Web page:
In-person Venue: Suite 1 Seminar Area, Littlegate House, 16-17 St Ebbe’s Street, Oxford OX1 1PT (buzzer 1)
Speaker: Dr Matthew J. Dennis (Eindhoven University of Technology; Visitor, Ethics in AI Institute, Oxford). Matthew J. Dennis specialises in the ethics of artificial intelligence and persuasive technology. His recent publications focus on how we can live well with emerging technologies (data-driven algorithms, recommender systems, virtual assistants, self-care apps), as well as how our digital well-being is affected by gender, income, and cultural factors.
Abstract: Persuasive technologies (e.g., micro-targeting, e-nudges, digital choice architecture, gamification) threaten our digital well-being. They do this by undermining our ability to focus, deliberate, and act autonomously, which ethicists view as necessary conditions for leading a flourishing life. To date, the most influential ethical approaches to digital well-being have been user-focused, concentrating on the capabilities (Oosterlaken 2015, Johnstone 2012), character-traits (Harrison 2016, Vallor 2016), or reflective capacities (Sullivan & Reiner 2019) that users need to flourish online. Nevertheless, such approaches require users to take complete responsibility for their digital well-being, which makes little sense given the manipulative power of persuasive technologies (Dennis 2021a, 2021b).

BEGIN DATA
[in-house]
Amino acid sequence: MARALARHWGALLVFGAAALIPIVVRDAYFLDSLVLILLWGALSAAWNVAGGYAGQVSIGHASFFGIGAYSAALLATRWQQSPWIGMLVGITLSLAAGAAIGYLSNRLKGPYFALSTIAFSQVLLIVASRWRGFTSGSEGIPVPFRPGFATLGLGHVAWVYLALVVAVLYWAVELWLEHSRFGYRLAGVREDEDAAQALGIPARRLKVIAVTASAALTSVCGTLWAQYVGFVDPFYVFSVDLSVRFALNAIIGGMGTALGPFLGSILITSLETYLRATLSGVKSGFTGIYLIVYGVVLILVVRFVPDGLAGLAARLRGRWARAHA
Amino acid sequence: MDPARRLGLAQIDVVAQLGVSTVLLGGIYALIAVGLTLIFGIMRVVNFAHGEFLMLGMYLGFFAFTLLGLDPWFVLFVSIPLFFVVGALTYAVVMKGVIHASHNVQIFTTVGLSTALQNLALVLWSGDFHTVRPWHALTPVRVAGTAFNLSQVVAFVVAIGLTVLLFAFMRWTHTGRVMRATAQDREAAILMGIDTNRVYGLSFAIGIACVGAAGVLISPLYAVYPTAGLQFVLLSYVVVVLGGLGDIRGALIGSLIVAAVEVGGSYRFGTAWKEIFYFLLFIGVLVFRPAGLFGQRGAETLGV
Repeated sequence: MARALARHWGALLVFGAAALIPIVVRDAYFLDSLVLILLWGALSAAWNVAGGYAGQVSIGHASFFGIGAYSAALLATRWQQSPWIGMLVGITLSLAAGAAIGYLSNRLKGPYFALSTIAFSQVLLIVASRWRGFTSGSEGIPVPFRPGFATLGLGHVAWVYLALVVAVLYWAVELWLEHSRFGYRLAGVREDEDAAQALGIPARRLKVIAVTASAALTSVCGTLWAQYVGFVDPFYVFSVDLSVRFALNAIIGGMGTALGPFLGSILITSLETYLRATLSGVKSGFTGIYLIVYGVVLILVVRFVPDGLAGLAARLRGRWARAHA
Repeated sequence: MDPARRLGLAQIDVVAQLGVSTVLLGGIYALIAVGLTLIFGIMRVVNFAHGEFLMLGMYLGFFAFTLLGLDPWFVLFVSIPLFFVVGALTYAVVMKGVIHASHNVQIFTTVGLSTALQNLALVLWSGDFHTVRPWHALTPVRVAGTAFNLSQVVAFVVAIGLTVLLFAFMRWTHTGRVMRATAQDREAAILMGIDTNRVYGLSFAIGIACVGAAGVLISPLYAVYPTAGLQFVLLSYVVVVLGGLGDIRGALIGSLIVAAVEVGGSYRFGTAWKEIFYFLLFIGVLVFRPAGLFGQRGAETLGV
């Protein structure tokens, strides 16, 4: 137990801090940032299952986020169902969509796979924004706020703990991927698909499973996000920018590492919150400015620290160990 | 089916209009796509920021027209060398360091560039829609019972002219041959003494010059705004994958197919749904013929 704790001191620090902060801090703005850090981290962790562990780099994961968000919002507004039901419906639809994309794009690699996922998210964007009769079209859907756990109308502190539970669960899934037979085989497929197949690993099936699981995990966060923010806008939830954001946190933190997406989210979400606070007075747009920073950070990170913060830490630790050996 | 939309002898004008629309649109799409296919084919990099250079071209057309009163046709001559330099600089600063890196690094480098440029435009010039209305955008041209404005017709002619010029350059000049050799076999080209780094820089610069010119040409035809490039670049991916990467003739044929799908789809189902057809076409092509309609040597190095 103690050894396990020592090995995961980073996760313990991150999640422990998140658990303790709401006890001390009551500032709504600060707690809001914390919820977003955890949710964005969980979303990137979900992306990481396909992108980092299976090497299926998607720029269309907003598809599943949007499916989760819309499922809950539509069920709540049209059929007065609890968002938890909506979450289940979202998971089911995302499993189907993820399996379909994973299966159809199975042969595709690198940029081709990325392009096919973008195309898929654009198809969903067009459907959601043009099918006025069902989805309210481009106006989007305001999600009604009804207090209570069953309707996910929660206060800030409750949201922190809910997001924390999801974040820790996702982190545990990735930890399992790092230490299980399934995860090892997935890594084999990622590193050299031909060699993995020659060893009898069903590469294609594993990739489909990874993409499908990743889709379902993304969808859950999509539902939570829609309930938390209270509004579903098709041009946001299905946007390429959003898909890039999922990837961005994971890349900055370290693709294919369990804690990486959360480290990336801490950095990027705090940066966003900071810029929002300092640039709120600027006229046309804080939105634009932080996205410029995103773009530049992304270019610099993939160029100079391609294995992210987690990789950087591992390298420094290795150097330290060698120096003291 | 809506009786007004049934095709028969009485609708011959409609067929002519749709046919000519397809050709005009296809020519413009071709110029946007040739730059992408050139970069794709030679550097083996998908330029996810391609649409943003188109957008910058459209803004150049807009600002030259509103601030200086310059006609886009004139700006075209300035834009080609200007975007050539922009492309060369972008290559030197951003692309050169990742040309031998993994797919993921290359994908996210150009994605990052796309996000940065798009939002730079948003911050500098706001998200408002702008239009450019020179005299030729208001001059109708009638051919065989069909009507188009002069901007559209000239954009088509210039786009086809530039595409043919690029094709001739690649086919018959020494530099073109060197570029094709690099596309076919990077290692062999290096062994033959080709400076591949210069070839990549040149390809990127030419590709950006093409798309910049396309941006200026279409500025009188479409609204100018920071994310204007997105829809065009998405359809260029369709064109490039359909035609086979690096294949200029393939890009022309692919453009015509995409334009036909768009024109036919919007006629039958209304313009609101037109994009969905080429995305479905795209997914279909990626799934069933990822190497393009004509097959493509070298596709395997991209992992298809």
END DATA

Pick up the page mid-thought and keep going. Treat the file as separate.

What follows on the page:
Value-sensitive designers (VSD) have responded to these concerns by suggesting that online technologies should be designed in ways that nudge us towards a better online behaviour. Prominent NGOs (such as the US-based Center for Humane Technology) and tech corporations (Google) are now considering VSD as a way to improve the digital well- being of their users. A value-sensitive design approach proposes repurposing persuasive technologies, so these technologies actively promote digital well-being, rather than simply increasing user engagement (scrolling, clicking, swiping). This shifts the bulk of responsibility for digital well-being from users to providers.
Repurposing persuasive technologies for digital well-being may appear promising, but it is fraught with ethical challenges. Those wishing to enlist persuasive technologies to promote better digital well-being must design in ways that do not violate key values (e.g., autonomy, responsibility, self-determination) or weaken paradigmatic human faculties (e.g., focus, deliberation, choice). This presentation will show how we can tackle the complex ethical issues of repurposing persuasive technologies for digital well-being by integrating cutting-edge empirical research on persuasive technologies with a normative account of what it is to flourish online.
Zoom option available: email email@example.com for links